Although the HRC-like Equality California group is not solely to blame, it's likely fair to say EQCA was the biggest component of the No On 8 coalition, along with such entities as the National Center for Lesbian Rights (NCLR), the Los Angeles Gay & Lesbian Center, The San Diego LGBT Community Center and others.

But, as Wayne, Andrew and Markos (combined, they have a massive readership) essentially say: That was then, this is now. We have now indeed entered Activism 4.0 or whatever the hell you want to call it. Our "leaders" let us down and you -- you, the average gay or lesbian citizen who just wants to have equal rights and maybe even get married -- you have seized power by using Facebook and your blogs, e-mail and Twitter, MySpace and text-messages to launch a new gay movement -- one that can get 25,000 gays and lesbians into the streets of sleepy San Diego on a Saturday morning, one that got 12,000 people into the streets of New York to protest something that happened in California.

A movement that got gay and lesbian Americans to stage simultaneous protests two days ago in hundreds of American cities and towns -- including in Allentown, Fargo, Fayetteville, La Crosse, Macon, Shreveport and Missoula -- and, in California alone, in Alameda, Bakersfield, Berkeley, Big Bear Lake, Chico, Claremont, Colton, Costa Mesa, Delano, Escondido, Eureka, Fairfield, Fresno, Hemet, Huntington Beach, Irvine, Long Beach, Los Angeles, Mariposa, Marysville, Merced, Modesto, Monterey, Moorpark, Moreno Valley, Mountain View, Napa, Oakland, Palm Springs, Pasadena, Pomona, Porterville, Rancho Cucamonga, Redding, Redlands, Riverside, Sacramento, Salinas, San Diego, San Francisco, San Jose, San Luis Obispo, San Rafael, Santa Barbara, Santa Clarita, Santa Cruz, Santa Rosa, Sonoma, South Lake Tahoe, Stockton, Temecula, Tracy, Turlock, Ukiah, Vacaville, Ventura, Victorville, Walnut Creek and Yucca Valley.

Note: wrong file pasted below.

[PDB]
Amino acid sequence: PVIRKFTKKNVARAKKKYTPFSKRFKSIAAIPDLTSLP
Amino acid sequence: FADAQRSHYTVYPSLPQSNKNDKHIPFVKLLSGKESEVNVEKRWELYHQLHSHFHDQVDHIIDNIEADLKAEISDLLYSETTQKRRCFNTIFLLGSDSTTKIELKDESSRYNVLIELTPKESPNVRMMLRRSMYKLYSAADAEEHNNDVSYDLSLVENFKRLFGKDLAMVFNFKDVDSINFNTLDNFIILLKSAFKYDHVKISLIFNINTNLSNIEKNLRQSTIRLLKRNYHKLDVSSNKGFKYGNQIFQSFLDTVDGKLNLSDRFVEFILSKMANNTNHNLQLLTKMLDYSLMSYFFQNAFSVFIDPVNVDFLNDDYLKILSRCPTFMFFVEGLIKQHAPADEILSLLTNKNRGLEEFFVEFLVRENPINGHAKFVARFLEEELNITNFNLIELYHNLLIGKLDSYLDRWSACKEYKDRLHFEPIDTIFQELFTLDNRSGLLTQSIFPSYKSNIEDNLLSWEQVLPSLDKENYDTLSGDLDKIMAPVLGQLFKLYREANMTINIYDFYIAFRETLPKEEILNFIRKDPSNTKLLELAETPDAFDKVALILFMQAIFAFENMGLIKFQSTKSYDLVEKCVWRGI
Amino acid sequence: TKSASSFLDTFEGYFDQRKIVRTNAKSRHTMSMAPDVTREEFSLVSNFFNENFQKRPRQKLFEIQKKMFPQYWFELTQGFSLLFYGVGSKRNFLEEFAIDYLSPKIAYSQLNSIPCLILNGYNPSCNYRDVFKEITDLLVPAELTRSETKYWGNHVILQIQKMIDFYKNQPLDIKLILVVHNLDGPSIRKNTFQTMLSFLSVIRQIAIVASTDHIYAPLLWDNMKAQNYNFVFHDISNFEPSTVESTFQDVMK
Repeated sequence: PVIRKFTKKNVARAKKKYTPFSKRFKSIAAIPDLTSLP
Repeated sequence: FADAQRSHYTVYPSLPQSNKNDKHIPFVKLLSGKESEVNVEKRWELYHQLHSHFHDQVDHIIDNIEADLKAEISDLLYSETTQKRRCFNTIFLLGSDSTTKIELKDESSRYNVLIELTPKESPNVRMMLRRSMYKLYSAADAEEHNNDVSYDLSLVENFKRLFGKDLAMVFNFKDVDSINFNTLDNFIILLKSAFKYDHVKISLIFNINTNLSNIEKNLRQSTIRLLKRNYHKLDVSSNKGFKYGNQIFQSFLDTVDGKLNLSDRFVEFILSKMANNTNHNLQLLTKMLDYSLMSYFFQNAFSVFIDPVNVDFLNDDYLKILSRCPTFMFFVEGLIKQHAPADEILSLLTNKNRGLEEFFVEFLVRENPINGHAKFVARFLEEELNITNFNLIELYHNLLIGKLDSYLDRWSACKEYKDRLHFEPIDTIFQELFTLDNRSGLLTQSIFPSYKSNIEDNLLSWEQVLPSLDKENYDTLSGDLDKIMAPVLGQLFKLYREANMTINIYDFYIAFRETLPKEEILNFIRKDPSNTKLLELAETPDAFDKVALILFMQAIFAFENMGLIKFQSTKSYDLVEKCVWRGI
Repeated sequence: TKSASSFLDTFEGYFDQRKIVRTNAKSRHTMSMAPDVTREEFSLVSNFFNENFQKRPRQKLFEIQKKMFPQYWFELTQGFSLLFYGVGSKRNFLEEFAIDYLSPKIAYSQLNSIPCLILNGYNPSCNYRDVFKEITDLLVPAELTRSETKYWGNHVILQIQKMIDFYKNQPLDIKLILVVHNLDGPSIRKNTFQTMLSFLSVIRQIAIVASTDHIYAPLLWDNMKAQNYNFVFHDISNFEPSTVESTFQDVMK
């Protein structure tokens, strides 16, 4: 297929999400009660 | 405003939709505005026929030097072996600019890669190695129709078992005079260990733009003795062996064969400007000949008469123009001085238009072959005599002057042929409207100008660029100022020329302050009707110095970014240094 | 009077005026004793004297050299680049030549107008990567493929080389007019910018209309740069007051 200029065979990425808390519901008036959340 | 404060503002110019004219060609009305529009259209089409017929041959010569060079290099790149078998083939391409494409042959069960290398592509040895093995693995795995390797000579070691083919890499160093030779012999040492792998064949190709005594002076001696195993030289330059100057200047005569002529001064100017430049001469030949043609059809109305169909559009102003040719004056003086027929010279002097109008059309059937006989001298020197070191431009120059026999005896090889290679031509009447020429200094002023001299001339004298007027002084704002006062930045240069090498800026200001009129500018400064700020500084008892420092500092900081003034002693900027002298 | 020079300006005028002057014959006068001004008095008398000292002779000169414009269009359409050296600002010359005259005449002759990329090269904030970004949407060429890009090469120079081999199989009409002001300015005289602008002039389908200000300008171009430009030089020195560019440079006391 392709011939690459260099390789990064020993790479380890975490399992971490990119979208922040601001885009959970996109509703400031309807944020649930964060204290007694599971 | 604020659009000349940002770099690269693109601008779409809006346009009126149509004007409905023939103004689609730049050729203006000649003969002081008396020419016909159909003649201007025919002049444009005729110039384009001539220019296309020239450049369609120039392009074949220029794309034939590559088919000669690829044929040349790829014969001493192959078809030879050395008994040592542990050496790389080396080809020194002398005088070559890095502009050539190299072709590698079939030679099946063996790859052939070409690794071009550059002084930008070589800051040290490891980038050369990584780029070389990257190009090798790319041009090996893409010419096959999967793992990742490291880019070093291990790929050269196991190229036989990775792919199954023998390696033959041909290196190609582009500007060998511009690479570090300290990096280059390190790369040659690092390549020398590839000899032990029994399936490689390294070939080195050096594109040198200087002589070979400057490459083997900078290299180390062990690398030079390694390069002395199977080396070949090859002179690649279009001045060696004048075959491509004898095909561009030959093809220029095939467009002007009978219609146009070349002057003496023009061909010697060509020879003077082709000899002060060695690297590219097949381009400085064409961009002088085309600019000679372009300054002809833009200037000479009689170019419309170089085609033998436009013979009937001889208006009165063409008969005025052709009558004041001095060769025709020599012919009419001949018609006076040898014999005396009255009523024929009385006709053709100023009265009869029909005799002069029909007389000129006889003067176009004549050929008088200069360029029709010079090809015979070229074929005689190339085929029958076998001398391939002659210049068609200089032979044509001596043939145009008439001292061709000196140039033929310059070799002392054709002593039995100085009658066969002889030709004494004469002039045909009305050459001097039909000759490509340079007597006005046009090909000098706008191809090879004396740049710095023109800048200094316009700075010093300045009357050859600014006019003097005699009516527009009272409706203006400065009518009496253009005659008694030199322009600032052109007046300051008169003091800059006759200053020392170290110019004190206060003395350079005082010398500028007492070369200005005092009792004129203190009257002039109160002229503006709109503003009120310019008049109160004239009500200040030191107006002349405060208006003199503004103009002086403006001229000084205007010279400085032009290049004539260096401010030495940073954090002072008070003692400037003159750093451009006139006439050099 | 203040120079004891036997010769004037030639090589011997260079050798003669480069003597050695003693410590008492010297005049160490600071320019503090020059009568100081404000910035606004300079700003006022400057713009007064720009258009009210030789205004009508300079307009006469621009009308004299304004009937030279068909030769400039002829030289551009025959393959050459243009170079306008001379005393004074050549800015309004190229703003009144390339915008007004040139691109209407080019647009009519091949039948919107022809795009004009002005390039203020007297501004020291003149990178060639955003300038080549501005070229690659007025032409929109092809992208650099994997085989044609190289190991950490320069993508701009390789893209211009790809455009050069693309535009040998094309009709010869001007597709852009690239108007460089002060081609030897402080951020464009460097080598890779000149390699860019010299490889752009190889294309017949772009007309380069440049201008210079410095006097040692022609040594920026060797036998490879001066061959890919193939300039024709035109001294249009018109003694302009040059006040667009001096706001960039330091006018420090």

You don't have to listen to the gay "leaders" who failed you anymore, you don't have to give them any more money, you just have to figure out what you want to do next with the power that now is yours -- to get what you want: Full equality. I am intensely eager to see your next steps. It is an exciting time indeed.

(That said, I feel a need to insert a caveat: Not every big gay group had a hand in this massive disaster and even one that did, NCLR, still deserves support. NCLR, the ACLU and Lambda Legal are now fighting in the California Supreme Court to annul Prop 8 -- a very important effort. NCLR's Shannon Minter was the lead legal dude among those who won the marriage case in the first place. My heart went out to Shannon in the last couple of weeks before Nov. 4 when I started to sense that No On 8's endless bumbling was going to shatter his world and return California gays to being second-class citizens. The purely legal groups in our movement do heroic work every day, so my diatribe tonight is not an across-the-board assault on every non-grassroots gay entity. My diatribe is aimed at No On 8, the forces in our movement that shaped No On 8/EQCA's mindset on this campaign, and the entities in our movement that persuaded or cajoled No On 8 to proceed as it did -- even as so many other voices were telling them over and over, "You're screwing this up.")

Finally (this is, like, my longest blog post ever, I should get paid for these), the moment has arrived to extend a gigantic thank you to the Yes on Prop 8 folks, to the Roman Catholic bishops, to the Knights of Columbus, to politicized fundamentalist Christians and, most especially, to members of the Church of Jesus Christ of Latter-day Saints, aka The Mormons, since they funded half of the Yes on Prop 8 campaign. I could tell you why in my own words, but let's let comedian Wanda Sykes do it for us instead. This is Wanda, speaking at Las Vegas' anti-Prop-8 rally Saturday: